Verint first argues that IEX assigned to Tekelec only the “limited and discrete right to receive” the Section 6.1.2 Payments, not the power to enforce the Payments as against Blue Pumpkin or its assigns. But under Texas law, a promise to pay becomes binding if it meets certain formation requirements Verint does not challenge here; there is no additional requirement that the promise be accompanied by an express grant of enforcement authority, either when first made to the promisee,7 or when assigned by the promisee to a third party.8 As IEX validly assigned its right to the Section 6.1.2 Payments to Tekelec, and as Tekelec thereby “stepp[ed] into [IEX's] shoes” with respect to Blue Pumpkin's promise to make the Payments,9 Tekelec has the right to enforce the Payments against Blue Pumpkin's successor Verint.
Verint next suggests that IEX itself did not have the right to enforce the Section 6.1.2 Payments, and that Tekelec, as assignee, can have no greater rights than IEX. Verint apparently reasons that because the Termination Provision in the Blue Pumpkin/IEX Agreement gave IEX the right to terminate Verint's license in the ′355 Patent if Blue Pumpkin or its assigns failed to timely tender the Section 6.1.2 Payments, the Termination Provision was necessarily IEX's exclusive remedy for nonpayment. But as Tekelec points out in its brief, this argument “misses the obvious additional enforcement right inherent with any contract: the right to sue for breach.” Under Texas contract law, “[a] construction which renders [a] specified remedy exclusive should not be made unless the intent of the parties that it be exclusive is clearly indicated or declared.”10 In this case, there is no language in the Blue Pumpkin/IEX Agreement that suggests—let alone “clearly indicate[s]”—that the Termination Provision was to serve as IEX's exclusive remedy for nonpayment. IEX retained the right to sue for nonpayment, and Tekelec succeeded to that right by virtue of the assignment.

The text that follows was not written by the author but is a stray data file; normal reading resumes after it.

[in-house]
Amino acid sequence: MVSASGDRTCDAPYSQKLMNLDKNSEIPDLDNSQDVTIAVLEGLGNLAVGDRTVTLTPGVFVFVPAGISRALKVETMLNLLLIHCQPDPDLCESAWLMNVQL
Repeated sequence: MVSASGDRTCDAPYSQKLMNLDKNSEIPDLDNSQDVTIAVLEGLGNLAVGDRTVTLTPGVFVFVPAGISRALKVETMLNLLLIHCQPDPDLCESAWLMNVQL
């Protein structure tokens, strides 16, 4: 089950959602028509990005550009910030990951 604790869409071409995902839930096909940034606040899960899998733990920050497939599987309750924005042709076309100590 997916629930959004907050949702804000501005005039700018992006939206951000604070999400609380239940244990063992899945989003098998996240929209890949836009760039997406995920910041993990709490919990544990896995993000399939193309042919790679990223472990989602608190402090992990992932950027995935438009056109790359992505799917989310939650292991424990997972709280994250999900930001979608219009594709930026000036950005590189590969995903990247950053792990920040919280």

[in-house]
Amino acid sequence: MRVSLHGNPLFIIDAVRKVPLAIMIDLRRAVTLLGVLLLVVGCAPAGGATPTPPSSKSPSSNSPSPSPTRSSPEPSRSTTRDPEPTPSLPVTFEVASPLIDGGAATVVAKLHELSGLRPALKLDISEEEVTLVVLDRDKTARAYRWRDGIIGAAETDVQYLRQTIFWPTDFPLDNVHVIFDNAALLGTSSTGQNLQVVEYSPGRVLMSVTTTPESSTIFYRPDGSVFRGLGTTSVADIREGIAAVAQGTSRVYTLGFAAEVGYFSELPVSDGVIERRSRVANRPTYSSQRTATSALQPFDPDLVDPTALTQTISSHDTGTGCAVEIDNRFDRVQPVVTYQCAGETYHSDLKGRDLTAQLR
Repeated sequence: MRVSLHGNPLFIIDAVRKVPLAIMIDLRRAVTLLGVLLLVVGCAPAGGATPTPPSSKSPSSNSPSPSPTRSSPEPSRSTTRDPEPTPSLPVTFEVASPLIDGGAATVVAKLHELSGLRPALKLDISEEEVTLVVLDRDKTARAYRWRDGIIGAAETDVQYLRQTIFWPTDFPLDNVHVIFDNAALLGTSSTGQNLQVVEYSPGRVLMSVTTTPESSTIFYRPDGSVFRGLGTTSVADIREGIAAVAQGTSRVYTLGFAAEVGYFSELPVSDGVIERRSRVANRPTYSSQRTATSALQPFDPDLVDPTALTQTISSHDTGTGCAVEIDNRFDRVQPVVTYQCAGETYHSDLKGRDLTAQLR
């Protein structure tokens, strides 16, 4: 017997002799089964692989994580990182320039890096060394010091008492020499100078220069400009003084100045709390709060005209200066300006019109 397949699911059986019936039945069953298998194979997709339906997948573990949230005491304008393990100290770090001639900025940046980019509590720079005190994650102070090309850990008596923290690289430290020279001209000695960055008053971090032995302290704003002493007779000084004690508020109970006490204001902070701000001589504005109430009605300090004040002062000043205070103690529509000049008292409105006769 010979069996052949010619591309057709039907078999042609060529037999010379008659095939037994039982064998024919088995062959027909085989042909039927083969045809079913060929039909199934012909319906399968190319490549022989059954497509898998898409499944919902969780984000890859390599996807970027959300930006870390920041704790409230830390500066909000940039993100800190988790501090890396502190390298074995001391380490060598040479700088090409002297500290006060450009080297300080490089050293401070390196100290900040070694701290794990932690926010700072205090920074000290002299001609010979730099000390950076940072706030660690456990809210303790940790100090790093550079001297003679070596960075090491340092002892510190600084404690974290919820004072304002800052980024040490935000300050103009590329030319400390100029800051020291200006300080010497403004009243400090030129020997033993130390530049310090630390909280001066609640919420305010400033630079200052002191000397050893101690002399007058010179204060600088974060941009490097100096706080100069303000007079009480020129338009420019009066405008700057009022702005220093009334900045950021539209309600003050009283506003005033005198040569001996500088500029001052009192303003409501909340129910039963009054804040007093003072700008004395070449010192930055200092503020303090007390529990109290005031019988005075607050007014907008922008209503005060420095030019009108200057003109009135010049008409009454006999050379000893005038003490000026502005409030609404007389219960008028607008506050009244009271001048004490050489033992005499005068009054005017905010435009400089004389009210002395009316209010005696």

Finally, Verint claims that “IEX retained the right to terminate the [Blue Pumpkin/IEX Agreement],” and that “it would be entirely inconsistent to allow Tekelec to sue for the non-payment of royalties that IEX was entitled to extinguish.” Verint points to no specific provision in the Blue Pumpkin/IEX Agreement that gives IEX the unilateral right to terminate the Agreement; rather, it argues that under the separate Royalty Assignment Agreement between IEX and Tekelec, IEX promised that it would not terminate the Blue Pumpkin/IEX Agreement. Verint reasons that unless IEX had a unilateral termination right, “there would have been no reason for Tekelec and IEX to include the non-termination covenant in the Royalty Assignment Agreement.”